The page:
Pope Francis expressed support for civil unions for same-sex couples in a new documentary, pointing to the need to ensure legal protections for gay and lesbian individuals seeking to create a life with their partner.
“What we have to create is a civil union law,” Francis explained in “Francesco,” which debuted Wednesday at the Rome Film Festival. “That way they are legally covered.” He went on later in the film to declare: “Homosexuals have a right to be a part of the family. They’re children of God and have a right to a family. Nobody should be thrown out, or be made miserable because of it.”
Notably, this does not represent the first time Francis has indicated his support for such unions. He spoke in favor of civil unions for same-sex couples in a 2010 meeting of bishops, when he was serving as the cardinal archbishop of Buenos Aires. What makes this announcement so “momentous,” American Jesuit priest Rev. James Martin told CNN, is the fact that “he’s saying it as pope.” What’s more, “he’s saying it on the record, and he’s being very clear. It’s not simply [that] he’s tolerating it; he’s supporting it.”
The result has been a global debate among the lay people and the clergy, with those who perceive the endorsement as diluting doctrine facing off against those happy to distinguish between a mere legal ceremony and the holy sacrament of marriage.
Among those in the former category is Bishop Thomas Tobin of Providence, R.I., who was quick to issue a statement of his own calling on the Pope for clarification. “The Pope’s statement clearly contradicts what has been the long-standing teaching of the Church about same-sex unions,” he stated on his diocese’s website.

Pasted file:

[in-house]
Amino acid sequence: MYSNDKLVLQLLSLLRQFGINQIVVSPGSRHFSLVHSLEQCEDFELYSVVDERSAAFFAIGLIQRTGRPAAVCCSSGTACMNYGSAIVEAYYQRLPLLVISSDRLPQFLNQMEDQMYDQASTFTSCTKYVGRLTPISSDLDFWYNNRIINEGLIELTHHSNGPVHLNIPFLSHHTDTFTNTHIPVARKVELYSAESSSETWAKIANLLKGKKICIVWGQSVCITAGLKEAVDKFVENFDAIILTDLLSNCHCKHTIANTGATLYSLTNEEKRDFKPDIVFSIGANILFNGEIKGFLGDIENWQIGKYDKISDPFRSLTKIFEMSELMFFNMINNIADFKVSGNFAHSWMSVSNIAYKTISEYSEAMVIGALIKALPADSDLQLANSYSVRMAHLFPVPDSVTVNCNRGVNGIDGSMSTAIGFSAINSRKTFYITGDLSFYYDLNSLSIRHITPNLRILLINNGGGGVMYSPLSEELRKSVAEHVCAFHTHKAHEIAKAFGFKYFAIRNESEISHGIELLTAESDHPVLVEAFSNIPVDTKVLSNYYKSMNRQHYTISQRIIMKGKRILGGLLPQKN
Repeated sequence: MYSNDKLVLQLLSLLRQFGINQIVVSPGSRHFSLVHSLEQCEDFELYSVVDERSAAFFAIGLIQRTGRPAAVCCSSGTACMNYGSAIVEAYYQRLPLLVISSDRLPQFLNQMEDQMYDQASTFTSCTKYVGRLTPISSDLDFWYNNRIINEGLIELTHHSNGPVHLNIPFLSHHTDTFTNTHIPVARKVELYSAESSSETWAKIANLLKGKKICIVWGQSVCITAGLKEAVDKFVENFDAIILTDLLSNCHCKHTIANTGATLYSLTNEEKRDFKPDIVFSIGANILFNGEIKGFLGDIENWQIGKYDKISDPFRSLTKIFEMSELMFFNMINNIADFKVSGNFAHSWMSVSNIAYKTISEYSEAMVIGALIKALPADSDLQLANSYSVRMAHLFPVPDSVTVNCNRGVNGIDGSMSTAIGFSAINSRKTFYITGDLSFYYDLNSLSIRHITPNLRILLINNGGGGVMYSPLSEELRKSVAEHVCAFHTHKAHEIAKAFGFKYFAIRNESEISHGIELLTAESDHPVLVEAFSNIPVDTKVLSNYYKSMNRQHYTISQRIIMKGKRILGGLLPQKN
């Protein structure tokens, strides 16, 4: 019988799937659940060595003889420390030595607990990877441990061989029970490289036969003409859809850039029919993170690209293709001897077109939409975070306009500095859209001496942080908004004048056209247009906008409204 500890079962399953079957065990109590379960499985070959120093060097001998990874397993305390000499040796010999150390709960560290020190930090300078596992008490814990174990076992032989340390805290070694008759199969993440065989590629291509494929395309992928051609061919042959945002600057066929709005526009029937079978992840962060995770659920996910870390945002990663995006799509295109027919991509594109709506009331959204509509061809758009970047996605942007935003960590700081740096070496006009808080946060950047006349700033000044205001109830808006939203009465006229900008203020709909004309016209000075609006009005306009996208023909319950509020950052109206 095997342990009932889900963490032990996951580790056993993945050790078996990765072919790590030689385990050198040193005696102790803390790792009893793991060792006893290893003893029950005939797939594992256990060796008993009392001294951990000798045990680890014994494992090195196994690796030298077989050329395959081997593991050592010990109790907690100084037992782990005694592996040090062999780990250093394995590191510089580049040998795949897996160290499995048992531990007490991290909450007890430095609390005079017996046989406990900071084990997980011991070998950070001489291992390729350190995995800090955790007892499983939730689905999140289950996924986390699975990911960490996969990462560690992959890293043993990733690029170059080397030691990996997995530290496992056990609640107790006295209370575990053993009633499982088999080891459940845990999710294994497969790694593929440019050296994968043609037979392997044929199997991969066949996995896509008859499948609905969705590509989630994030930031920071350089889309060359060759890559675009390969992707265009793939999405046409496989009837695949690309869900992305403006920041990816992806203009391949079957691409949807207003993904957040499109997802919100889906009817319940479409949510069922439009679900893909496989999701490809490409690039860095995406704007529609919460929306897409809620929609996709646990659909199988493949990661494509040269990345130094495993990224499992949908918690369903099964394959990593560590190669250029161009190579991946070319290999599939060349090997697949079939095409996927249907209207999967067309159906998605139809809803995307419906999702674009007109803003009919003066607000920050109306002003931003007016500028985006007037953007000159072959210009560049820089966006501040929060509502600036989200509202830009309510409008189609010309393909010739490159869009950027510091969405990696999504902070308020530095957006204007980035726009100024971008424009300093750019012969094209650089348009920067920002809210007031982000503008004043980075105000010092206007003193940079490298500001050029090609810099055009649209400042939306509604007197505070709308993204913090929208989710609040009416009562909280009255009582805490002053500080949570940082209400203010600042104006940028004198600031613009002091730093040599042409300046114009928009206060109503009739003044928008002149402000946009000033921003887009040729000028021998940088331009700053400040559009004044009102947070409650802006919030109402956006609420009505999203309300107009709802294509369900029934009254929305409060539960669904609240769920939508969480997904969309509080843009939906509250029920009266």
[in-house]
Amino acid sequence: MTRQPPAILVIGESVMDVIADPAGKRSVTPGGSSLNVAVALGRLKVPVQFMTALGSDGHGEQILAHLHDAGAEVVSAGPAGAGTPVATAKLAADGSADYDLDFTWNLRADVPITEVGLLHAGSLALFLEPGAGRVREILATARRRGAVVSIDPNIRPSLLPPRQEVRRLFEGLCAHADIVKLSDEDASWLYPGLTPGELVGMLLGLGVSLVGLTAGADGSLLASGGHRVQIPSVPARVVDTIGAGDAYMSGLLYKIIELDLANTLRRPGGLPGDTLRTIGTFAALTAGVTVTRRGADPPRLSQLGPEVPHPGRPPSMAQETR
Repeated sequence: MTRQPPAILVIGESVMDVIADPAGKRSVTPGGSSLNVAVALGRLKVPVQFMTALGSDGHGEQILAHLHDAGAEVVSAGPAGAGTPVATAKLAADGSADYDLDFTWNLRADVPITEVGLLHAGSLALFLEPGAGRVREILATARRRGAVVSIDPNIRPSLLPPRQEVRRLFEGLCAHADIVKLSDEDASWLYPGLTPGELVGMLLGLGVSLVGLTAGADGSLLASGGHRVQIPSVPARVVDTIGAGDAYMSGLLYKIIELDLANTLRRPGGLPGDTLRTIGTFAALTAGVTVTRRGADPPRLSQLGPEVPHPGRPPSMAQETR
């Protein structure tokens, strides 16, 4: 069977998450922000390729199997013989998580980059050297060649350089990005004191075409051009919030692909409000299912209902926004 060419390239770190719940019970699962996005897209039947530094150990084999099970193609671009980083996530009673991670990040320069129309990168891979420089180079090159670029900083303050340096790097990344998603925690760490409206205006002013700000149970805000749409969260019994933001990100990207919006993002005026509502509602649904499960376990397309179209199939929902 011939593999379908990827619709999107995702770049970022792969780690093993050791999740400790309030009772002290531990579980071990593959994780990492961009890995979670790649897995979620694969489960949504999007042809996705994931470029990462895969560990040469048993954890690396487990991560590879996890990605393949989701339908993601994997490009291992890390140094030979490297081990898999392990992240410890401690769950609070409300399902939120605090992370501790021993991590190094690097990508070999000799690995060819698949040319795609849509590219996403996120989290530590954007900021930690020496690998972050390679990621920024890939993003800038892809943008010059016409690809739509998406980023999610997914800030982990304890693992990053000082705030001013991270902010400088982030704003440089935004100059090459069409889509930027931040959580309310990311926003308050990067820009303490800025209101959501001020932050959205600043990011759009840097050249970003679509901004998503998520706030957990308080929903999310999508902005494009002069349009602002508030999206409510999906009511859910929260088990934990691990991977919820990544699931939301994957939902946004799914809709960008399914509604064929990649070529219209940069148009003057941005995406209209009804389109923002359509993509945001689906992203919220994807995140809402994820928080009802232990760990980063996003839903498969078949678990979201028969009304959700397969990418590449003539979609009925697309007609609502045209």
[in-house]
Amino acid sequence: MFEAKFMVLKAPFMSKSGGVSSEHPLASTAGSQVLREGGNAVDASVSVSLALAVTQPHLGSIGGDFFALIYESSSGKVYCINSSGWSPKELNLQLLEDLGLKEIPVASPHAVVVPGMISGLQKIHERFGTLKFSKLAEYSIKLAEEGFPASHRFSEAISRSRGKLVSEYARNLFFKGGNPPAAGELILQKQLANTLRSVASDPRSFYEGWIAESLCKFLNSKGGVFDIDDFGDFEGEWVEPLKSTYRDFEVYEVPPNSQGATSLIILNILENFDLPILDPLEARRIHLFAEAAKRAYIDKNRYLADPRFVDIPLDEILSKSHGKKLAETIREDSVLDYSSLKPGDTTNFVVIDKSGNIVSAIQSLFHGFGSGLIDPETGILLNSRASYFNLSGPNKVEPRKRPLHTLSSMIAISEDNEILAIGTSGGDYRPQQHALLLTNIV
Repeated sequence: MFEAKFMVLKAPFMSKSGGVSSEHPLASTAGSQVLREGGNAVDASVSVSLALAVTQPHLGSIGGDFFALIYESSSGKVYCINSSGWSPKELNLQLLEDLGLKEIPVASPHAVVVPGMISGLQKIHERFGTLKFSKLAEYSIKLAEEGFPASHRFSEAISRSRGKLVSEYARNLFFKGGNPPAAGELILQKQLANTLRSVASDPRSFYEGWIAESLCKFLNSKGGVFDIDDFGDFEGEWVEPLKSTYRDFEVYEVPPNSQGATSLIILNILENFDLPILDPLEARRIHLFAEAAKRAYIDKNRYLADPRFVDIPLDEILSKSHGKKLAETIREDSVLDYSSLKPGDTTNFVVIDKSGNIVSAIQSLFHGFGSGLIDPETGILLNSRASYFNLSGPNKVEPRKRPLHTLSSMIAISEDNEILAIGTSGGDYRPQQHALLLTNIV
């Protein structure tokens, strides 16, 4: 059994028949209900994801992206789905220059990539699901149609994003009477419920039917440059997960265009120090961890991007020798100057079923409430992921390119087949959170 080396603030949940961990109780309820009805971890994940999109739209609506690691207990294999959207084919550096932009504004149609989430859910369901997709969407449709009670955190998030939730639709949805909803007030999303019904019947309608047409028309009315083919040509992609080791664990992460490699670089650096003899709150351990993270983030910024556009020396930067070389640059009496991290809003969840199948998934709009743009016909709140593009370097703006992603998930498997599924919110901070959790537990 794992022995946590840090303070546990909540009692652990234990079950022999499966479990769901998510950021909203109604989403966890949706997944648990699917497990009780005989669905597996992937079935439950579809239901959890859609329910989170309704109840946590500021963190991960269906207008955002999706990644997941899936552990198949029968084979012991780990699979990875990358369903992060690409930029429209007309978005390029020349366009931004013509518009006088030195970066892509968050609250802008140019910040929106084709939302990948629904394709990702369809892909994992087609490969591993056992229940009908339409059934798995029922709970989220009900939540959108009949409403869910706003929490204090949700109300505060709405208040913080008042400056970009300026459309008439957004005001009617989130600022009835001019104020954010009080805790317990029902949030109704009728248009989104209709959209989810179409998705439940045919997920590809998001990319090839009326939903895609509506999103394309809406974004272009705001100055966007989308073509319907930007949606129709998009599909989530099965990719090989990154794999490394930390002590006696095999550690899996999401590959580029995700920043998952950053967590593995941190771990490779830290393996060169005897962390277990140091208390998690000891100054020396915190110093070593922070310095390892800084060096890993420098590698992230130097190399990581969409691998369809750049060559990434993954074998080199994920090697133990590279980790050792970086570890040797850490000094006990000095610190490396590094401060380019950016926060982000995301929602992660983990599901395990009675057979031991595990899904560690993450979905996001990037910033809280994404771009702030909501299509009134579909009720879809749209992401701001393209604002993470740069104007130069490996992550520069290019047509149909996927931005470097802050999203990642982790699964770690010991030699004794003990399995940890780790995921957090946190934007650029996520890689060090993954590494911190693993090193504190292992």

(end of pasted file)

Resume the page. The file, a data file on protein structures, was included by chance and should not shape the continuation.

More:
Martin, meanwhile, swiftly and publicly embraced the comments, writing on Twitter: “We can see the Pope’s comments as yet another positive step in the church’s relationship with LGBT people and a sign of his continuing pastoral care for LGBT Catholics.”
Dr. Thomas Jodziewicz is a history professor at the University of Dallas and the former president of the Texas Catholic History Society. He sees the recent statements as part of a pattern for the Pope, who is given both to “pastoral sensitivity” and “simple, and sometimes ambiguous, comments.” In this case, he says, “a civil union would appear, perhaps, to be a gesture of generosity,” and yet the Church’s stance that “homosexual activity … is sinful” would “appear to suggest civil unions are not acceptable.”
About one in four Texans identifies as Catholic, according to a 2014 study by the Pew Research Center. The same study revealed a majority — 52% — of those believed same-sex couples should be allowed to marry, compared with 37% percent of those who were opposed. Perhaps most revealing was the finding that 70% of Texas Catholics believed homosexuality should be accepted, suggesting a willingness to embrace gay and lesbian individuals if not always their right to marry.